The education system in Australia is really quite good, particularly in comparison to some less well-off countries.
In some countries, easy access to education is just a pipedream.
Last week I got to speak to a group of people about a trip to Nepal I did in 2016.
It was good to relive the memories, and get some of the old pictures out to share with them.
The trekking was fantastic, as was the hospitality shown by the super friendly Nepalese.
The most significant observation I made, though, was the lack of basic education offered, particularly for girls.
We do live in the "lucky country", as we have many ways and means to access education.
In Australia the system is starkly different - although there is a huge disparity between the relative wealth of both countries.
We are so fortunate to have such choice. Some areas, particularly in the outback, have limited choices for education.
The bulk of the population has the option of choosing public or private schooling or anywhere in between.
Families make their own choices, and that is their right to do so.
Another feature of the Australian system is access to further education.
This has changed a lot through the years.
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For generations past, access to education was more limited, especially for those who were from a regional area, although this is not so much the case today.
The pathways into further education are many and varied.
This may mean university or Tafe, it could mean short training courses, or professional or personal development training. A lot of training is accessible online.
There are numerous courses tailored for agribusinesses. These may be industry-related, regarding communication, or on the mindset needed to run a successful agribusiness.
I have seen some agribusinesses transformed after accessing this training.
There are plenty of examples of farmers or other people changing careers.
This change may or may not have necessitated further education - it all depends on what the individual is trying to achieve.
University education is far more accessible now. I am living proof of this.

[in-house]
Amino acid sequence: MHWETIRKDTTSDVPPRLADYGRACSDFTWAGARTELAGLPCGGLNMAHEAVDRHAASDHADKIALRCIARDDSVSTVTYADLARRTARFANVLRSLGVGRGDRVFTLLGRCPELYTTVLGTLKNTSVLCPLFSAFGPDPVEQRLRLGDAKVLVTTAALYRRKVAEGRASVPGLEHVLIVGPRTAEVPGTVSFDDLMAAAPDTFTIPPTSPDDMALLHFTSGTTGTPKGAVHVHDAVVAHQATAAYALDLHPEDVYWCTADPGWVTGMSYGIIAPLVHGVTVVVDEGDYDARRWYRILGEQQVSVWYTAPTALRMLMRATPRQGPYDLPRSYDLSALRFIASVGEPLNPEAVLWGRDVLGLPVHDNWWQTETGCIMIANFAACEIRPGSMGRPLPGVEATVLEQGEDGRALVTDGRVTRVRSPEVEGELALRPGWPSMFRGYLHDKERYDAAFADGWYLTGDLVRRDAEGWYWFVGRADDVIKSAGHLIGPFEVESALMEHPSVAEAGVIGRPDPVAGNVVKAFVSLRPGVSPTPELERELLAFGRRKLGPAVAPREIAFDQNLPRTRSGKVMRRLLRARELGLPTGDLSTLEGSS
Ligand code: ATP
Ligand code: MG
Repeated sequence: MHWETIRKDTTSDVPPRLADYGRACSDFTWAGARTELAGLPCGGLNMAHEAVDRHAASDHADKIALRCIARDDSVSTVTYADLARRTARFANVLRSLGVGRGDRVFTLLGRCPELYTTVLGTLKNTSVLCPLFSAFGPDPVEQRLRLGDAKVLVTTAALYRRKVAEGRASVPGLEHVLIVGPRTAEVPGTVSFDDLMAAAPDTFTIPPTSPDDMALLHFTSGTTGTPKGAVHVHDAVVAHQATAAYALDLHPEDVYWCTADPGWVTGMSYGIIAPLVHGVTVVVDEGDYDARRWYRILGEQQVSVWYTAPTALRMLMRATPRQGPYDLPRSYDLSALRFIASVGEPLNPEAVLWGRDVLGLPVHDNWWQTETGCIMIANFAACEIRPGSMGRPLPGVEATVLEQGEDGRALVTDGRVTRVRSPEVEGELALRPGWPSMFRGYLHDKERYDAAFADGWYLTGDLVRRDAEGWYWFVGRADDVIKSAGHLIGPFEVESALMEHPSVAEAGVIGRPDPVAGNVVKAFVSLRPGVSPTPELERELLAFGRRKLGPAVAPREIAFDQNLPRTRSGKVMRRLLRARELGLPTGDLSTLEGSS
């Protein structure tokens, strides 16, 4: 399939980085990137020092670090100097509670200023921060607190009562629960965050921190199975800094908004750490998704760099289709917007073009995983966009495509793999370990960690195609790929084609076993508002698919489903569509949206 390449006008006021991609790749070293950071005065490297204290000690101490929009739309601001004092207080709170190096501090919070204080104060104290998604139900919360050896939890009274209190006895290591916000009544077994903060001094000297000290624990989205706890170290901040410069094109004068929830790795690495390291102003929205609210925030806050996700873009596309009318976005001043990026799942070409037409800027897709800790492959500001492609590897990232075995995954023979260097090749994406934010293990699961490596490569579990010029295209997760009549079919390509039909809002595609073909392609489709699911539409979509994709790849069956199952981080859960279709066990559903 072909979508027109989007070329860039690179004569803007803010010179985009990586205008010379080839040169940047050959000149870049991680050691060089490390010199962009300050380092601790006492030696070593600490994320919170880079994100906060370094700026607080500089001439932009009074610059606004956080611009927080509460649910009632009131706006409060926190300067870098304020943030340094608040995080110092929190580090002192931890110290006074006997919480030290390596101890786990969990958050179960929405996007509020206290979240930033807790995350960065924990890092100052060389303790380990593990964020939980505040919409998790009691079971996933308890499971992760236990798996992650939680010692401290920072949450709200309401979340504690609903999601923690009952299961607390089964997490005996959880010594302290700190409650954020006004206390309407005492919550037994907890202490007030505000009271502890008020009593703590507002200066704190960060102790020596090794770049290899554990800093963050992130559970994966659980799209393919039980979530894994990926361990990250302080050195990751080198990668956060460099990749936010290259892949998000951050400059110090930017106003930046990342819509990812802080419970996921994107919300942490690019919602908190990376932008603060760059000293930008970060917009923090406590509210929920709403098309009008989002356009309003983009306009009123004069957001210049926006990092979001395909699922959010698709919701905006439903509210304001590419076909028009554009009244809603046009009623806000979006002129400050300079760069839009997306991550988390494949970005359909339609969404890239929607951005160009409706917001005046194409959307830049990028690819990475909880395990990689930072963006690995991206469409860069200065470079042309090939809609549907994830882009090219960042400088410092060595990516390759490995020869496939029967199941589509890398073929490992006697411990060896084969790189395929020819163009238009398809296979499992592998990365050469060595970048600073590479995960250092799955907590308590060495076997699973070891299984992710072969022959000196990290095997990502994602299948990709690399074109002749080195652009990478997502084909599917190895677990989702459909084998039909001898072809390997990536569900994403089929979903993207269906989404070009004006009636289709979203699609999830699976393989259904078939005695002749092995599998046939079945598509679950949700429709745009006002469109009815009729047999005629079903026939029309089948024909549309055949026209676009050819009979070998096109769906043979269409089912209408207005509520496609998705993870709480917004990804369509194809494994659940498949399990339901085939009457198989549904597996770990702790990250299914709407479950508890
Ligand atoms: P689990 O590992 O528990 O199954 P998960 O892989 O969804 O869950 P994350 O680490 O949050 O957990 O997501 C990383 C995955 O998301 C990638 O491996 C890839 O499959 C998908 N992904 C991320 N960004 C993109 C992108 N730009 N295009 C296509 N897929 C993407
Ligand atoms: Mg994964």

I was recently speaking to someone who said her brother had been a plumber for many years.
He then decided to get his pilot's licence, and after much training, and many years, has just become a Qantas pilot.
For those interested, university education is far more accessible now. I am living proof of this.
There is nothing particularly remarkable about my story, and this pathway is open to anyone if that is what they want.
I left school after year 11. Year 12 wasn't on the agenda for me or any of my mates; we all went home on the farm and were more than happy to do so.
I completed my Commerce degree via mature aged entry when I was 34.
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This was all done by correspondence back in the day.
Even my exams were sat upstairs in the office at the local rural merchandise store, as the owner was a Justice of the Peace, and was eligible to supervise my exams.
At the age of 53 I am halfway through a Law degree.
While I do this on campus, I rarely attend lectures, as they are all recorded and easily accessible.
The take home message is we do live in the "lucky country", as we have many ways and means to access education.
It all depends on what goals and aspirations you have. If you want to do it, you can.
- Details: bagshawagriconsulting.com.au